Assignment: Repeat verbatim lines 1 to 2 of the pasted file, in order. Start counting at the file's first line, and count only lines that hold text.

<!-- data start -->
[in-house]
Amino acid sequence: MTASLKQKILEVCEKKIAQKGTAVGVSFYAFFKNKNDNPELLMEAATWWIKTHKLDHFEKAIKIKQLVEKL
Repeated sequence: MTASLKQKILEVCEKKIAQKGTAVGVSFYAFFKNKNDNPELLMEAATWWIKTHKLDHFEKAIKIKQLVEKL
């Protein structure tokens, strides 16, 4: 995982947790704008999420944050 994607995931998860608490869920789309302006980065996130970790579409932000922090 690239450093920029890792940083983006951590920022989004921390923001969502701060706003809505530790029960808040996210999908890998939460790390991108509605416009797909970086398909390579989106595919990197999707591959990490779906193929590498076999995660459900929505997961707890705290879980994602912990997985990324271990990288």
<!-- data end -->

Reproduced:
[in-house]
Amino acid sequence: MTASLKQKILEVCEKKIAQKGTAVGVSFYAFFKNKNDNPELLMEAATWWIKTHKLDHFEKAIKIKQLVEKL